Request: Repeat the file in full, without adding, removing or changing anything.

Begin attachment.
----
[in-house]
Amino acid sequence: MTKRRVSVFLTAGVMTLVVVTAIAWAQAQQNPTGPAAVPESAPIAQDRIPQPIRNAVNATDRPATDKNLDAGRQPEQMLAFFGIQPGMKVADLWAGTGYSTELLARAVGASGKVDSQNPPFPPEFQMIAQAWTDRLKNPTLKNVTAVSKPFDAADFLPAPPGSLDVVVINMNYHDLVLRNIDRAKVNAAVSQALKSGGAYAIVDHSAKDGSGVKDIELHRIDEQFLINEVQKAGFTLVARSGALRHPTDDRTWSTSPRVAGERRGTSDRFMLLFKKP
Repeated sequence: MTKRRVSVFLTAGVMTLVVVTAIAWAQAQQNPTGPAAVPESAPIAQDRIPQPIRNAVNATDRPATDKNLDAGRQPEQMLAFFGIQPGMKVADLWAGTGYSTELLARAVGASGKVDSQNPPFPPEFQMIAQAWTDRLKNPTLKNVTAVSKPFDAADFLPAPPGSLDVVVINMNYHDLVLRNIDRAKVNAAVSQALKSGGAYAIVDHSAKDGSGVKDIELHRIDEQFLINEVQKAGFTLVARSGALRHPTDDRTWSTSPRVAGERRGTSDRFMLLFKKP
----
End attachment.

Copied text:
[in-house]
Amino acid sequence: MTKRRVSVFLTAGVMTLVVVTAIAWAQAQQNPTGPAAVPESAPIAQDRIPQPIRNAVNATDRPATDKNLDAGRQPEQMLAFFGIQPGMKVADLWAGTGYSTELLARAVGASGKVDSQNPPFPPEFQMIAQAWTDRLKNPTLKNVTAVSKPFDAADFLPAPPGSLDVVVINMNYHDLVLRNIDRAKVNAAVSQALKSGGAYAIVDHSAKDGSGVKDIELHRIDEQFLINEVQKAGFTLVARSGALRHPTDDRTWSTSPRVAGERRGTSDRFMLLFKKP
Repeated sequence: MTKRRVSVFLTAGVMTLVVVTAIAWAQAQQNPTGPAAVPESAPIAQDRIPQPIRNAVNATDRPATDKNLDAGRQPEQMLAFFGIQPGMKVADLWAGTGYSTELLARAVGASGKVDSQNPPFPPEFQMIAQAWTDRLKNPTLKNVTAVSKPFDAADFLPAPPGSLDVVVINMNYHDLVLRNIDRAKVNAAVSQALKSGGAYAIVDHSAKDGSGVKDIELHRIDEQFLINEVQKAGFTLVARSGALRHPTDDRTWSTSPRVAGERRGTSDRFMLLFKKP